TIP2 - Totient in permutation (medium)

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In number theory, Euler's totient (or PHI function), is an arithmetic function that counts the number of positive integers less than or equal to a positive integer N that are relatively prime to this number N.

That is, if N is a positive integer, then PHI(N) is the number of integers K for which GCD(N, K) = 1 and 1 ≤ K ≤ N. We denote GCD the Greatest Common Divisor. For example, we have PHI(9)=6.

Interestingly, PHI(87109)=79180, and it can be seen that 87109 is a permutation of 79180.


The input begins with the number T of test cases in a single line.
In each of the next T lines there are an integer M.


For each given M, you have to print on a single line the value of N, for which 1 < N < M, PHI(N) is a permutation of N and the ratio N/PHI(N) produces a minimum. If there's several answers output the greatest, or if need, "No solution." without quotes.
Leading zeros are not allowed for integers greater than 0.




Explanations : For the first case, in the range ]1..22[, the lonely number n for witch phi(n) is in permutations(n) is 21, (we have phi(21)=12). So the answer is obviously 21.
For the second case, in the range ]1..222[, there's two numbers n for witch phi(n) is in permutations(n), we have phi(21)=12 and phi(63)=36. But as 63/36 is equal to 21/12, we're taking the greater : 63.
For the third case, in the range ]1..2222[, there's four numbers n for witch phi(n) is in permutations(n), phi(21)=12, phi(63)=36, phi(291)=192 and phi(502)=250. Within those solutions 291/192 is the minimum, we output 291.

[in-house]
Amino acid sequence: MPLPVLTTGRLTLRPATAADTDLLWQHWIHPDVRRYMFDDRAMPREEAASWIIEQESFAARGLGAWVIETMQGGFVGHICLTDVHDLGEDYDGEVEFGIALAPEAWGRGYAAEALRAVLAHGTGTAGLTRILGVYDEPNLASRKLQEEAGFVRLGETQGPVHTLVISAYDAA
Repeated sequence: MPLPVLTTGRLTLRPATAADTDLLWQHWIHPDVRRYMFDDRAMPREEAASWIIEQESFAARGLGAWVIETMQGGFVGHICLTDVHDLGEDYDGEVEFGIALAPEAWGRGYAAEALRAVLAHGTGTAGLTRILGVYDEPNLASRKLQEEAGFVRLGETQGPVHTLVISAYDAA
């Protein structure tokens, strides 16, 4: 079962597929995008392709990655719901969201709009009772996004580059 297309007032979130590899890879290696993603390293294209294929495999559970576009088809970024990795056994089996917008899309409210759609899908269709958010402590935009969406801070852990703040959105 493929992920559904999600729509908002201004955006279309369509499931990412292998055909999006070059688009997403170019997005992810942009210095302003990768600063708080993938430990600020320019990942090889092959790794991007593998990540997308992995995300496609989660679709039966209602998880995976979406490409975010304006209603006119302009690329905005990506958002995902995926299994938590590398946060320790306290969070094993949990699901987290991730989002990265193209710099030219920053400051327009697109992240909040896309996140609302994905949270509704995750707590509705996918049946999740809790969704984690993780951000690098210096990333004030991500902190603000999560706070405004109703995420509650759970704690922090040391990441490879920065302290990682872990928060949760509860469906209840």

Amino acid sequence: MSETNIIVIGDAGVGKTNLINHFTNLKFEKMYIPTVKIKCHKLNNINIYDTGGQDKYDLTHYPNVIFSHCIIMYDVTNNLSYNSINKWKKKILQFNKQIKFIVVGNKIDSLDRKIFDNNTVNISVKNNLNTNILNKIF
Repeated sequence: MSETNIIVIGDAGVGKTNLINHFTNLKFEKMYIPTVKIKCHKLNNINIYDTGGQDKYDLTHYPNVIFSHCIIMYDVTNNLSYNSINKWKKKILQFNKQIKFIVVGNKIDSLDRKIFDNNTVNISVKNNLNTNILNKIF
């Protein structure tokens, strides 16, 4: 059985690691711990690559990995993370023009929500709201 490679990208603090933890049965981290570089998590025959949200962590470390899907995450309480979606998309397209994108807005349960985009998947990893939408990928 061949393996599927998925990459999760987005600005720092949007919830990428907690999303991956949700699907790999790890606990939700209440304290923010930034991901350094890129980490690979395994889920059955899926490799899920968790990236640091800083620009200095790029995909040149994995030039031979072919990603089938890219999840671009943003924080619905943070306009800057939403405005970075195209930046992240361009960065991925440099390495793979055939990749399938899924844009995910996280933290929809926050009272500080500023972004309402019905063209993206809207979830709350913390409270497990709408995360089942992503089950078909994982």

1 < T < 10^2
1 < M < 10^12

Code size limit is 10kB ; the upper bound was set at 10^12 to make a (C/pascal/...)-solution easier to write. Constraints allow Python3 users to get AC under 1.86s (with a sub-optimal solution). (Edit 2017-02-11, after compiler updates)
If if you get TLE, you should try first TIP1.
If it's too easy for you TIP3 is made for you ;-)

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[Rampage] Blue.Mary: 2016-06-07 05:13:43

I agree with @mikhaelkh. My program works with uniformly random input. If the input is log-uniform random ones, it has a large probability to get TLE.

=(Francky)=> TIP2 and TIP3 were designed the same day, TIP2 being much easier. I didn't thought about a method that would be slower with log-uniform vs uniform ; it's the opposite with my methods. I think it's too late to add a new input file ; don't you think ? I could do so...
Well done for your AC.

Edit after solving TIP3: I spent a lot of time to figure out the pruning I used to get AC for TIP2 is indeed wrong. Finally I came up with the correct pruning.(I've already proved that.)

Last edit: 2018-05-07 05:40:38
[Lakshman]: 2015-07-06 10:38:34

Thanks @The next big thing for pointing out the mistake.

[Lakshman]: 2015-07-03 05:30:22

@Francky Can you please check My code I am getting WA, will this approach work? or I have to find some other method.

=(Francky)=> There's very few errors in your last submission. I will not tell you more. Good luck, and yet well done.

Last edit: 2015-07-03 17:56:23
Michael Kharitonov: 2013-03-11 18:33:18

Game, set and match.
--ans-->Congratulations, I must admit your algo involves an unexpected creative method, and it's really impressive.

Last edit: 2013-03-11 18:44:55
Michael Kharitonov: 2013-03-11 11:10:10

I think tests are weak. For example no tests below 1e7. I'd use log-uniform distribution plus some tricky tests.
--ans--> Here input is random uniform, so yes there's some easy cases... TIP3 is made for you, if you find TIP2 too easy ; test cases are stronger and of equal difficulties.
Good job again.

Last edit: 2013-03-11 11:21:23

Added by:Francky
Time limit:3s
Source limit:10000B
Memory limit:1536MB
Cluster: Cube (Intel G860)
Languages:All except: ASM64
Resource:TIP1 extension